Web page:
Number one, the retirement planning horizon, you know, your years in retirement, which if we can have the conversation with the wholly above, you know, I always say to our clients, we can dial your retirement plan in to have that last 20 bucks for an in and out double double, but we don't have that conversation nor do we want that. So, we have to understand that we have to leave some room to adjust for a lot of things, right. Things like inflation in the investing world, other things like care long-term care and those kinds of things in our later years. So, it can be adjusted by the time horizon as well in retirement. Now the other one that would be affected by as portfolio mix, how you're allocated. Again, that's where having an advisor to come in and sit with you to understand where your risks lie with regards to also the sustainability of those distributions in retirement, because it's different than your accumulation phase, remember? And the accumulation phase we're more growth oriented. In the retirement phase, we still want to be growth oriented, but we're looking at more of a preservation and an income-oriented portfolio. [14:31.5]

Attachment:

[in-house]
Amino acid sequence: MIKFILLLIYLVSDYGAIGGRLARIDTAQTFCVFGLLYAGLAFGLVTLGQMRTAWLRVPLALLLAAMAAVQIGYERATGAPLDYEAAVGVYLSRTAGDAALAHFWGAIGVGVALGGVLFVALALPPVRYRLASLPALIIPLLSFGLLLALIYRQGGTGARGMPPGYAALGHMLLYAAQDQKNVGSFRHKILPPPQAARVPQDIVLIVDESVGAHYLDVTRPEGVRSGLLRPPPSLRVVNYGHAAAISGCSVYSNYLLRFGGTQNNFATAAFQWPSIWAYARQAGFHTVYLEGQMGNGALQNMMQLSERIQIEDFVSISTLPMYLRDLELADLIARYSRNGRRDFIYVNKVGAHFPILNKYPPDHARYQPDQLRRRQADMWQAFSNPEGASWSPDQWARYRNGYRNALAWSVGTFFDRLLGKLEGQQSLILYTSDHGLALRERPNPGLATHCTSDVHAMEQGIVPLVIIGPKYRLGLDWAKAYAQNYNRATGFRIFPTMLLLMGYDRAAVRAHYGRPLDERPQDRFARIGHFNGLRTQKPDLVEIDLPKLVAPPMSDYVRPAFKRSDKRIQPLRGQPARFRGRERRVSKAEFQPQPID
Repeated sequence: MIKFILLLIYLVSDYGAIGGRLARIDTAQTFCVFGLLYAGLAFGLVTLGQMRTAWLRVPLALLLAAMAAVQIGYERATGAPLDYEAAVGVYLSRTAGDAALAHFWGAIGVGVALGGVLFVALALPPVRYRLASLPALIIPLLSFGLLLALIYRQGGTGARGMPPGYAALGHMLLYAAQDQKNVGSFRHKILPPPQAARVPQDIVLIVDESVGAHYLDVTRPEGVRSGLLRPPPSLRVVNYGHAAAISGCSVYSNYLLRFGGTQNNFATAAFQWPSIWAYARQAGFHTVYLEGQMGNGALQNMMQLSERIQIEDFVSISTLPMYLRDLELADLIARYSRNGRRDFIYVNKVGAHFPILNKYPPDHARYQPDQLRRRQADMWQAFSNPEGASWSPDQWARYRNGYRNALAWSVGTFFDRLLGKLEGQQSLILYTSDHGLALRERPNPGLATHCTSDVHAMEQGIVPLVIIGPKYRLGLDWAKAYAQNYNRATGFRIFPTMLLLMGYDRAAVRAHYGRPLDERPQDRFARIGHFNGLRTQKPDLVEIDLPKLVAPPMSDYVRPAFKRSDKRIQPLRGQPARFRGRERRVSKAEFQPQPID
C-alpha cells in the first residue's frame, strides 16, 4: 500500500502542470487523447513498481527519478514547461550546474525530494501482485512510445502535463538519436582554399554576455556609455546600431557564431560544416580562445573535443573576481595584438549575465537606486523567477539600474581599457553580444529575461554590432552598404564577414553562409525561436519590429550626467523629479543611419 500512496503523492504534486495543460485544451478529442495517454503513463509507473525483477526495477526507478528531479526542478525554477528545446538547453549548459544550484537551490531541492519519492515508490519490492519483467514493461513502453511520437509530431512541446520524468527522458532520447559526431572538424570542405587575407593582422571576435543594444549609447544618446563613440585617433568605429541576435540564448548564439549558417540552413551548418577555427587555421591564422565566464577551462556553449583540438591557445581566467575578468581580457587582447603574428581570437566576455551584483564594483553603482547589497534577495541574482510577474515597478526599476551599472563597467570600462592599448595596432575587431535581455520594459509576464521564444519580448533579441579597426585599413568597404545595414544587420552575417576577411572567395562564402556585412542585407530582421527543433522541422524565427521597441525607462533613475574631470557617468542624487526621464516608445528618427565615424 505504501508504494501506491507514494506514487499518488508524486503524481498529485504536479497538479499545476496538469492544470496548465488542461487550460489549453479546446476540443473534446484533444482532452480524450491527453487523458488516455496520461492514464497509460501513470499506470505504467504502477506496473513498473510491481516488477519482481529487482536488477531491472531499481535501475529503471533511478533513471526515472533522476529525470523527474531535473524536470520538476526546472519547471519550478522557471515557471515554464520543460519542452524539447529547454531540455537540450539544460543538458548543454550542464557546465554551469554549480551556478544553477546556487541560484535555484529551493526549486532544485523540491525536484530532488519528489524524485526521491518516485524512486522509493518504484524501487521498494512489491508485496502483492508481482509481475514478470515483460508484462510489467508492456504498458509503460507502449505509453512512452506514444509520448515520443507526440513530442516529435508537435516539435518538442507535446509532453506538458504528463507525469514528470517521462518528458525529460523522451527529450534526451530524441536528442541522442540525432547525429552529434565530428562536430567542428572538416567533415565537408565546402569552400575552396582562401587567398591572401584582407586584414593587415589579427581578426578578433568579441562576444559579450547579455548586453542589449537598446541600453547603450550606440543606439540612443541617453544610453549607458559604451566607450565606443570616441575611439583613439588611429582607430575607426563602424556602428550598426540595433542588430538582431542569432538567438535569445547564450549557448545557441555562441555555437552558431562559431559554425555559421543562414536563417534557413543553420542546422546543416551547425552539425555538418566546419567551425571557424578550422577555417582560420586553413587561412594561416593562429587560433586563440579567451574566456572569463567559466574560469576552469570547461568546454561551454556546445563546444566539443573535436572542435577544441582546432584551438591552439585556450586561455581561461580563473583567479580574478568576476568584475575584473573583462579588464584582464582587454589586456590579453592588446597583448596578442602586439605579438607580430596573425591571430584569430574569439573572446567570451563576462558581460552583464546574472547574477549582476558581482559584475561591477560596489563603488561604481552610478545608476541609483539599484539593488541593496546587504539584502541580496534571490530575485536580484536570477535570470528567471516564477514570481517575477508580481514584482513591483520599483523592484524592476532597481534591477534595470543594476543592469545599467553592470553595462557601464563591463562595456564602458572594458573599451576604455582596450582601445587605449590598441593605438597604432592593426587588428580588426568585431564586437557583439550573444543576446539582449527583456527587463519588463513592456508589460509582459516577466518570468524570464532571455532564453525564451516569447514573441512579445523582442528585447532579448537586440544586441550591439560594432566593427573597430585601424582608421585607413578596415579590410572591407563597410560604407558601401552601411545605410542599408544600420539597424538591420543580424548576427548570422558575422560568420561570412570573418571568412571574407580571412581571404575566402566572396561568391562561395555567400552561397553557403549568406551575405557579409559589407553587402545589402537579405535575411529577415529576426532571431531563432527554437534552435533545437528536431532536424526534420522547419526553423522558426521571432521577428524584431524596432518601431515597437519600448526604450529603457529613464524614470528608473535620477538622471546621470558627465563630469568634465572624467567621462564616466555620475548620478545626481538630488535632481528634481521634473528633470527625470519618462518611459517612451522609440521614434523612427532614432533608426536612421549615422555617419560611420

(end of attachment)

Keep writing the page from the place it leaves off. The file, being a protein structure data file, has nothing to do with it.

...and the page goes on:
So, the portfolio mix stocks and bonds in particular has a lot to do with how your withdrawal rate may differ from someone else's. And the third one would be the probability of success you are comfortable with. For example, 85% probability, 95% probability. We have to go through that, understand what probability you're okay with as it pertains to your risk and your portfolio. So, whether either planning your retirement or you're currently retired now, listening to this, you should consider those three variables to help determine your withdrawal rate. And it should be noted as you're probably thinking and listening to this right now, while it's important to start with a sustainable rate and your advisor, and you should be in conversation about that, we also know your situation will change and the markets will maybe not perform as expected. So having that active manager, having that diversified portfolio, the rebalancing of the portfolio to manage risk inside the markets, the volatility that happens is really important and having a coordinated plan that fits into that. So even though the initial withdrawal rates studies attempted to take this into consideration monitoring your withdrawal rate, as you move through retirement is still important. That's something we here at the firm do for our clients, and we can help you understand when those adjustments are needed. Really, it's an order to maintain the level of success you're comfortable with. [15:53.8]